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How PayJoy built a $300 million business by letting underserved people use smartphones as collateral for loans

Lerato Motloung is a mother of two who works in a supermarket in Johannesburg, South Africa. Motloung was without a phone for nine months after it was stolen because she couldn’t afford a new one. Then, in February 2024, she saw the logo for PayJoy, a startup that provided loans to underserved groups in emerging markets. She soon purchased her first smartphone.

Motloung is one of the millions of customers San Francisco-based PayJoy has helped since its founding in 2015. (She is its 10 millionth customer.) The company’s mission is to “provide individuals in emerging markets with fair and responsible entry points into the modern financial system, build credit, achieve economic freedom and access digital connectivity.”

Image Source: Alipay

PayJoy became a public benefit corporation last year and is an example of a company trying to do good while generating meaningful revenue and running a profitable business. And, unlike other startups that provide loans to underserved groups, its approach isn’t predatory.

“We meet our customers where they are, creating access to financial services and creating pathways into the financial system even if they don’t have a bank account or formal credit history,” said Co-Founder and CEO Doug Ricket .”

PayJoy is taking a buy-now, pay-as-you-go model to the estimated 3 billion adults around the world without credit, allowing them to purchase a smartphone and make weekly payments over a period of 3 to 12 months. The phone itself is used as collateral for the loan.

While the loans were interest-free and had no late fees or hidden fees, the company did increase the price of the phones “several times,” Rickett said. But it shares the full price up front before the customer signs a contract.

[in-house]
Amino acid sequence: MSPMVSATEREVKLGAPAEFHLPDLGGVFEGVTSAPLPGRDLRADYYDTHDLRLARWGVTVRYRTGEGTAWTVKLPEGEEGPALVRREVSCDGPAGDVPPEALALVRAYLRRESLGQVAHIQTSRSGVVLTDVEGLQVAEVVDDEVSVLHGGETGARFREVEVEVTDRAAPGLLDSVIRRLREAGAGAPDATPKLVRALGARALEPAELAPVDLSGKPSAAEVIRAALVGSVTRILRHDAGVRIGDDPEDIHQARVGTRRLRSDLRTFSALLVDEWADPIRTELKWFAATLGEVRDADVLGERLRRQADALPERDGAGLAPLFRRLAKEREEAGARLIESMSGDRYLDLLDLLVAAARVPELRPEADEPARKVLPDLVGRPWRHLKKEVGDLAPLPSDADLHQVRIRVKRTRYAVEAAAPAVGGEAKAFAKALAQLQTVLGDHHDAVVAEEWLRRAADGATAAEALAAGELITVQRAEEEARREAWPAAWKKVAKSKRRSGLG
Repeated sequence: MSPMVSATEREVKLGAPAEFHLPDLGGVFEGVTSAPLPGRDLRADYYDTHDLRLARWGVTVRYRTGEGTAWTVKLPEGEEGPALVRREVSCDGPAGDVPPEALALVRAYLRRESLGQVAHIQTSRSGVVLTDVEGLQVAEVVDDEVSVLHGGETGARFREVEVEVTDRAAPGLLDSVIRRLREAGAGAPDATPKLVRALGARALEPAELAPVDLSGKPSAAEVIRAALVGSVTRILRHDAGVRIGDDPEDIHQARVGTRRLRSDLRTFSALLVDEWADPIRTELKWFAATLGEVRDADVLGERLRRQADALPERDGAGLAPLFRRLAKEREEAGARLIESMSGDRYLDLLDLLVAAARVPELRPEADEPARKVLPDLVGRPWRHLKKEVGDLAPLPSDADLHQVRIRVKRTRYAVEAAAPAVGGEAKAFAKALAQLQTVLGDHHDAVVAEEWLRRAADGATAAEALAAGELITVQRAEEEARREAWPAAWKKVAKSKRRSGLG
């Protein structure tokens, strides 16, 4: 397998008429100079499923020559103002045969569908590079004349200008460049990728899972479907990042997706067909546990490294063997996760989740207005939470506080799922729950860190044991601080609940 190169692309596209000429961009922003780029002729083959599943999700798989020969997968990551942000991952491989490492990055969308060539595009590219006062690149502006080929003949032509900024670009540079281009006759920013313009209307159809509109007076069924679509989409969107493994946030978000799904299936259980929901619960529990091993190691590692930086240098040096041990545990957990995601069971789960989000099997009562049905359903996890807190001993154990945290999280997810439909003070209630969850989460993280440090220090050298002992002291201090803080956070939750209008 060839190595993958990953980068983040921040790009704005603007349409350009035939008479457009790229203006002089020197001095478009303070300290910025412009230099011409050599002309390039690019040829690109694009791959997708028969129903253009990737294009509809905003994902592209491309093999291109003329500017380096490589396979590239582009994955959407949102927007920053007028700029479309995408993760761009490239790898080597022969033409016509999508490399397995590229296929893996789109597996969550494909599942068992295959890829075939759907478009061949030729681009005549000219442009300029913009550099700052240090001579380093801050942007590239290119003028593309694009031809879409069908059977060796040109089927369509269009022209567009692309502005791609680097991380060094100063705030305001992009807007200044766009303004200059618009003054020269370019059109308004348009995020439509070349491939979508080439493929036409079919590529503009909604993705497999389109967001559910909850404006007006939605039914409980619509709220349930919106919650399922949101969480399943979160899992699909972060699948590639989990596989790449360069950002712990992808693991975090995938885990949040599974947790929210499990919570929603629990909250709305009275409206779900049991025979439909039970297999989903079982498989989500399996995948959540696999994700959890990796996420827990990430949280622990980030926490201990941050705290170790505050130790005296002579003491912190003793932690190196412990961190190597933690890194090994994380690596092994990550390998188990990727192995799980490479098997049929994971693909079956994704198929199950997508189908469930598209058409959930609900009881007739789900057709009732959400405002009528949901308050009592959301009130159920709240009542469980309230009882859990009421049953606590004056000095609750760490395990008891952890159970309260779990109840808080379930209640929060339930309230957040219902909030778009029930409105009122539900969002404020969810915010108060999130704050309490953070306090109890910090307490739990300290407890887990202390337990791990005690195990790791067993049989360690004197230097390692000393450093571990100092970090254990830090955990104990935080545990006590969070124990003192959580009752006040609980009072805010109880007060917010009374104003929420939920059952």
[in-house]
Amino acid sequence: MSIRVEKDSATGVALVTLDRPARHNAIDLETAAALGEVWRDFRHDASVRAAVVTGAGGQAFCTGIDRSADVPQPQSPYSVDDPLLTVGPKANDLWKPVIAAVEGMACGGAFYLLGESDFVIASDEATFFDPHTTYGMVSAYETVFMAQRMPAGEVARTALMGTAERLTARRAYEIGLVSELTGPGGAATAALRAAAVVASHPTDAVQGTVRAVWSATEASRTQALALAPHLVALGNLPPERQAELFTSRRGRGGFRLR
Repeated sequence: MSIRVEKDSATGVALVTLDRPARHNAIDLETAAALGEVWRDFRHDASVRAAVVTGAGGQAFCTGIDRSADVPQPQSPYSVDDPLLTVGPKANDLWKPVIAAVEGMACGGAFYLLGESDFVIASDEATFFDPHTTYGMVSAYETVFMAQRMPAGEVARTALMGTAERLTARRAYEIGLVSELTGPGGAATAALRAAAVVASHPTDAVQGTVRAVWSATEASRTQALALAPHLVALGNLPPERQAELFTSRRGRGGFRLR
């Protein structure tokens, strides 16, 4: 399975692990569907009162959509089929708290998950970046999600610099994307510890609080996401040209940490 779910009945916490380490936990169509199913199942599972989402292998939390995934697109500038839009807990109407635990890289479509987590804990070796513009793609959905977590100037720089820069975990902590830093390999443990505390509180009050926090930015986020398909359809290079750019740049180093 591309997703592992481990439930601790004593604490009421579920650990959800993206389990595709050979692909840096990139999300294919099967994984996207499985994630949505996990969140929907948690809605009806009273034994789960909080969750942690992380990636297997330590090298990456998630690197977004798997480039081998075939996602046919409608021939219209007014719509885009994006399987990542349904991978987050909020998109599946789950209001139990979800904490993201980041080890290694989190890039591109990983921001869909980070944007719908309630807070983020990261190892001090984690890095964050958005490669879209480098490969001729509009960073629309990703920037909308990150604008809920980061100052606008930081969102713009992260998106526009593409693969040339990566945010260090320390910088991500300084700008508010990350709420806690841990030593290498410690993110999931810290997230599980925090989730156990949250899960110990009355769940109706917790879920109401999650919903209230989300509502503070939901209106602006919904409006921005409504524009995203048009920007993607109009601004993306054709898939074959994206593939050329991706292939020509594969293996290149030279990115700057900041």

“Users will never pay more than the disclosed amount and can return the phone at any time and walk away debt-free,” he said.

Ricked exclusively told TechCrunch that PayJoy’s annualized operating rate has exceeded $300 million by the fourth quarter of 2023. This is an increase from $10 million in 2020 when the loan was first launched. The company became “net profitable” in 2023. It has also successfully raised significant capital in a challenging funding environment. In September last year, PayJoy announced that it had received US$150 million in Series C equity financing and US$210 million in debt financing. Warburg Pincus led the equity round, with participation from Invus, Citi Ventures and previous lead investors Union Square Ventures and Greylock.

PayJoy has come a long way since TechCrunch first profiled it in December 2015, when the company raised $4.3 million in equity and debt about 10 months after its founding.

Image Source: Alipay

Today, the company operates in seven countries across Latin America, India, Africa and most recently the Philippines, and has provided more than $2 billion in credit to date. In October 2023, the company launched PayJoy Card in Mexico, which provides a revolving line of credit to customers who successfully repay their smartphone loans. Ricket said PayJoy can “enable cheaper credit and … reduce default rates” by using data science and machine learning to underwrite loans to assess a customer’s creditworthiness. He said 47% of customers are women, 40% are new to credit and 37% are first-time smartphone users.

Ricket was inspired to found PayJoy after serving in the Peace Corps after graduating from MIT. He then spent two years as a volunteer teacher in West Africa, where he became interested in technology in the context of international development. After leaving the Peace Corps, he joined Google and helped create the world’s first complete digital map.

Ricket then returned to West Africa to work for D.Light Design in the pay-as-you-go solar industry. All these experiences are integrated into PayJoy.

Ricket said that with strong momentum in Brazil and new products under development, the company is expected to achieve revenue growth of more than 35% this year. Currently, the company has 1,400 employees. It has raised more than $400 million in debt and equity over its lifetime.

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